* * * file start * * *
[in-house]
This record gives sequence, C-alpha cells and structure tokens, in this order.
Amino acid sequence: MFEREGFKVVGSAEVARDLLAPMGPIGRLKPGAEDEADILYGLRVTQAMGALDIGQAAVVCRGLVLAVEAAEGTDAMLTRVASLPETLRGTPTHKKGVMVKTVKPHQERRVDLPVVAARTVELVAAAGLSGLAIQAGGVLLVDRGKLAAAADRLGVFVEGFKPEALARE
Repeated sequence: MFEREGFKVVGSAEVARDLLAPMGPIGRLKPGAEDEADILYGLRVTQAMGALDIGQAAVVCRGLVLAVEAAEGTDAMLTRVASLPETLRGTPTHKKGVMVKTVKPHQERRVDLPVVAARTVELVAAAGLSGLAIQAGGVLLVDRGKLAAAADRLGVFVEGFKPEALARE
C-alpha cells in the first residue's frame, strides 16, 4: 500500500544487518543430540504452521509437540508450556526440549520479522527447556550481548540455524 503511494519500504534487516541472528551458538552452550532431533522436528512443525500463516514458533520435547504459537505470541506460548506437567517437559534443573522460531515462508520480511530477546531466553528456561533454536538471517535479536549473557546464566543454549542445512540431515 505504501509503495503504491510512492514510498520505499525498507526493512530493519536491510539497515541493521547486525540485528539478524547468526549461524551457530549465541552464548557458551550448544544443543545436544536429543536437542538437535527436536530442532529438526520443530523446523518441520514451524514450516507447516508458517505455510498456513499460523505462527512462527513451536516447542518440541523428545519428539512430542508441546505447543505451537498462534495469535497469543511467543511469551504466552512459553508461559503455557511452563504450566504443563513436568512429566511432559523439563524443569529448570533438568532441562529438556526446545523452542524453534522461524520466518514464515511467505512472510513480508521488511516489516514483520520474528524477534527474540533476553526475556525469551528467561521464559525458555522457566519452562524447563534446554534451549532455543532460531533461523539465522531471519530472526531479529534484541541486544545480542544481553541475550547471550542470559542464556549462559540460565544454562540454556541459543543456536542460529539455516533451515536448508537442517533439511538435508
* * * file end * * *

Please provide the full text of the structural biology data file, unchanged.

[in-house]
This record gives sequence, C-alpha cells and structure tokens, in this order.
Amino acid sequence: MFEREGFKVVGSAEVARDLLAPMGPIGRLKPGAEDEADILYGLRVTQAMGALDIGQAAVVCRGLVLAVEAAEGTDAMLTRVASLPETLRGTPTHKKGVMVKTVKPHQERRVDLPVVAARTVELVAAAGLSGLAIQAGGVLLVDRGKLAAAADRLGVFVEGFKPEALARE
Repeated sequence: MFEREGFKVVGSAEVARDLLAPMGPIGRLKPGAEDEADILYGLRVTQAMGALDIGQAAVVCRGLVLAVEAAEGTDAMLTRVASLPETLRGTPTHKKGVMVKTVKPHQERRVDLPVVAARTVELVAAAGLSGLAIQAGGVLLVDRGKLAAAADRLGVFVEGFKPEALARE
C-alpha cells in the first residue's frame, strides 16, 4: 500500500544487518543430540504452521509437540508450556526440549520479522527447556550481548540455524 503511494519500504534487516541472528551458538552452550532431533522436528512443525500463516514458533520435547504459537505470541506460548506437567517437559534443573522460531515462508520480511530477546531466553528456561533454536538471517535479536549473557546464566543454549542445512540431515 505504501509503495503504491510512492514510498520505499525498507526493512530493519536491510539497515541493521547486525540485528539478524547468526549461524551457530549465541552464548557458551550448544544443543545436544536429543536437542538437535527436536530442532529438526520443530523446523518441520514451524514450516507447516508458517505455510498456513499460523505462527512462527513451536516447542518440541523428545519428539512430542508441546505447543505451537498462534495469535497469543511467543511469551504466552512459553508461559503455557511452563504450566504443563513436568512429566511432559523439563524443569529448570533438568532441562529438556526446545523452542524453534522461524520466518514464515511467505512472510513480508521488511516489516514483520520474528524477534527474540533476553526475556525469551528467561521464559525458555522457566519452562524447563534446554534451549532455543532460531533461523539465522531471519530472526531479529534484541541486544545480542544481553541475550547471550542470559542464556549462559540460565544454562540454556541459543543456536542460529539455516533451515536448508537442517533439511538435508